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Plot in The Adventure of the Speckled Band

Plot Examples in The Adventure of the Speckled Band:

The Adventure of the Speckled Band


"before he roused himself from his reverie...."   (The Adventure of the Speckled Band)

Holmes likely solves the mystery in this moment of “reverie.” This pattern occurs in many Sherlock Holmes stories: Holmes pieces together a solution to the case before the story’s climax. In each story’s denouement, Holmes is already prepared with a lucid explanation. Holmes’s ability to crack the case before Watson and—in most cases—the reader is a large part of his mystique and appeal as a literary character.

"They seem to have been of a most interesting character—dummy bell-ropes, and ventilators which do not ventilate...."   (The Adventure of the Speckled Band)

The case is coming together for Holmes and the reader. Because this is a “locked room mystery,” Doyle is highlighting the details of the dummy bell-pull and the oddly-directed ventilation shaft—both keys to understanding how Helen’s sister was intruded upon and murdered. The tension tightens as the possibilities narrow.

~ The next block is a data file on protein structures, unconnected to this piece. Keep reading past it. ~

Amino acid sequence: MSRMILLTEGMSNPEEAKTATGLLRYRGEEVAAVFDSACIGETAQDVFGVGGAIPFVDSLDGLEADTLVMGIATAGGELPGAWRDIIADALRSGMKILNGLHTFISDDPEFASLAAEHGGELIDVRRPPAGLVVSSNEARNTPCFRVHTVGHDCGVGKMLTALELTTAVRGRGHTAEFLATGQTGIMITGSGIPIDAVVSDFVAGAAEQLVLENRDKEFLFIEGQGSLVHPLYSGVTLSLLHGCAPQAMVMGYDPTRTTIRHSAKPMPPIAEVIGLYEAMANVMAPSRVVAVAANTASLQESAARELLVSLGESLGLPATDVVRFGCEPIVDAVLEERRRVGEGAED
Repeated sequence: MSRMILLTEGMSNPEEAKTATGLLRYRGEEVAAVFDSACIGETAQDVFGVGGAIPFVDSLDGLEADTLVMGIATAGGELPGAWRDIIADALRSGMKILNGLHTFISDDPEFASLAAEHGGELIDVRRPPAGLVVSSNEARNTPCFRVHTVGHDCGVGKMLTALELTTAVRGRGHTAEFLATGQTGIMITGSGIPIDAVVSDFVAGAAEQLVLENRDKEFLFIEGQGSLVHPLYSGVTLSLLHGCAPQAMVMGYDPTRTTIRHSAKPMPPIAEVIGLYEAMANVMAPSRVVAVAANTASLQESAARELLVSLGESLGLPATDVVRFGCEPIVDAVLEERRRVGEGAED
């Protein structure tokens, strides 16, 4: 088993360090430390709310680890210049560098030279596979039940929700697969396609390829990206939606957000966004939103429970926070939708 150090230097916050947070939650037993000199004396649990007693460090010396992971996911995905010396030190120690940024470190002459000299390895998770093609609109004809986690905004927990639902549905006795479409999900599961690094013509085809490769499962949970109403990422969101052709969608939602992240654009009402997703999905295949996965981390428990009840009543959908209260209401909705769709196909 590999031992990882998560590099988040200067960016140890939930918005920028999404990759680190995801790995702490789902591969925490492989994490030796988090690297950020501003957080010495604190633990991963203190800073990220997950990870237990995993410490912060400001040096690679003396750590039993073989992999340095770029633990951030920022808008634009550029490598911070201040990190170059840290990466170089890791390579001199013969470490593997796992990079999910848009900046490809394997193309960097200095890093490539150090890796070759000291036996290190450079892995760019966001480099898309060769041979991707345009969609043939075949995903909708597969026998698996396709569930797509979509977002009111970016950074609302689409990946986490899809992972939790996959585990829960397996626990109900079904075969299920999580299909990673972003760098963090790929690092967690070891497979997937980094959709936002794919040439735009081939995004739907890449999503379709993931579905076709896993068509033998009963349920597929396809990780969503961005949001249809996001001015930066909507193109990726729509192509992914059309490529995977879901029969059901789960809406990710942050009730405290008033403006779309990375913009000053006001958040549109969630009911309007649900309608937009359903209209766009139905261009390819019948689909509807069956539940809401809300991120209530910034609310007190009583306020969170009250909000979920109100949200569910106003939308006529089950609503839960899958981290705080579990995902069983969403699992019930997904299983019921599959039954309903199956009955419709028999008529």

"That and a tooth-brush are, I think, all that we need...."   (The Adventure of the Speckled Band)

One suspects this list—the pistol and the toothbrush—is meant to be a humorous touch. Spoiler: the toothbrush is never mentioned again in the story. Whether Holmes anticipated needing it is unclear. In retrospect, this looks like a joke.

"slip your revolver into your pocket...."   (The Adventure of the Speckled Band)

By bringing Watson’s revolver into the narrative, Doyle evokes the dramatic principle of “Chekhov’s gun.” As Anton Chekhov famously wrote, “If you say in the first chapter that there is a rifle hanging on the wall, in the second or third chapter it absolutely must go off. If it's not going to be fired, it shouldn't be hanging there.” Look for the resolution to the tension of the revolver.

"Two days ago some repairs were started in the west wing of the building..."   (The Adventure of the Speckled Band)

Though Helen shares this development in the third person, it is clear that Dr. Roylott is responsible for the repairs and for potentially sinister reasons. One wonders whether Doyle uses the passive voice here to throw the reader off Roylott’s trail.

"It was early in April in the year '83..."   (The Adventure of the Speckled Band)

First published in 1892, the events in “The Adventure of the Speckled Band” and Conan Doyle’s writing of it are close to contemporaneous. This time was the height of both the Victorian era in England and British rule over India, a fact important to the story’s plot.

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